Earlier in the week we posted about Marshall Goldmsith’s so-called Success Delusion. Today we read a interesting post by one of Inc. magazine’s bloggers named Greg Wittstock, founder and CEO of Aquascape.Greg, who has been writing for Inc. under the blog Pondemonium since November, explains in his most recent post how and why he determined the time had come to abandon the original business strategy for Aquascape in favor of a Plan B, even though Plan A had been successful — very successful. Founded in 1991, the company, a vendor of fine aquatic gardening equipment (“that’s backyard fish ponds, waterfalls, and water lily type stuff,” writes Greg) has grown into a $60 million business (annual revenues) with 190 employees and in the U.S. and Canada.Yet, Greg writes about how he’s now set to change course.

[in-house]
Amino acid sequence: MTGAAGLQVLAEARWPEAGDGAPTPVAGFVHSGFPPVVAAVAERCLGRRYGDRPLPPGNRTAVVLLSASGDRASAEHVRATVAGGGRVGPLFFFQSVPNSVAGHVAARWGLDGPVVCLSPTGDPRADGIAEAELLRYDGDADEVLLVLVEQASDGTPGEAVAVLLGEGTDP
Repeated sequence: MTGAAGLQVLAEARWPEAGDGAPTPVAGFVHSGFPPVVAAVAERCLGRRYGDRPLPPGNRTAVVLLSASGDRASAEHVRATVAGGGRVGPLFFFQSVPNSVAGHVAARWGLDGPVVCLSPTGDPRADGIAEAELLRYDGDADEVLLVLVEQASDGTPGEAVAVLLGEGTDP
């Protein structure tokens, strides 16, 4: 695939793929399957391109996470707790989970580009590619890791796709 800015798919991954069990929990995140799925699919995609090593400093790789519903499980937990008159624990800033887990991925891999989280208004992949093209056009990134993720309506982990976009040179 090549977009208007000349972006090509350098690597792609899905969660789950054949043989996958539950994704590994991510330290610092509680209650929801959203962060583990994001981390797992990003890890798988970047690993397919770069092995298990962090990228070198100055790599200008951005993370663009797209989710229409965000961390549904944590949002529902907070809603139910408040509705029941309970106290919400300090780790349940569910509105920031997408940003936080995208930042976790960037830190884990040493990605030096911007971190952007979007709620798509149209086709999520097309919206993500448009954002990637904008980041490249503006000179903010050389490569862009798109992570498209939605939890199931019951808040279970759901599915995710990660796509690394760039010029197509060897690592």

For four years running, from 1999 through 2002, Aquascape landed on the Inc. 500 list of the fastest growing privately held companies in America. Yet on December 31, the core business that achieved that feat with will be dead. Why would we kill what was a successful and prosperous business in favor of another model that is completely untested, you ask? Simple. We decided to stop trying to be all things to all people and figure out for the first time what we truly want to be when we grow up.
Greg’s rationale borrows from another Goldsmith maxim, articulated in his book:“What Got You Here Won’t Get You There.” Read More about Plan B: Why ‘What Got Us Here, Can’t Take Us There.’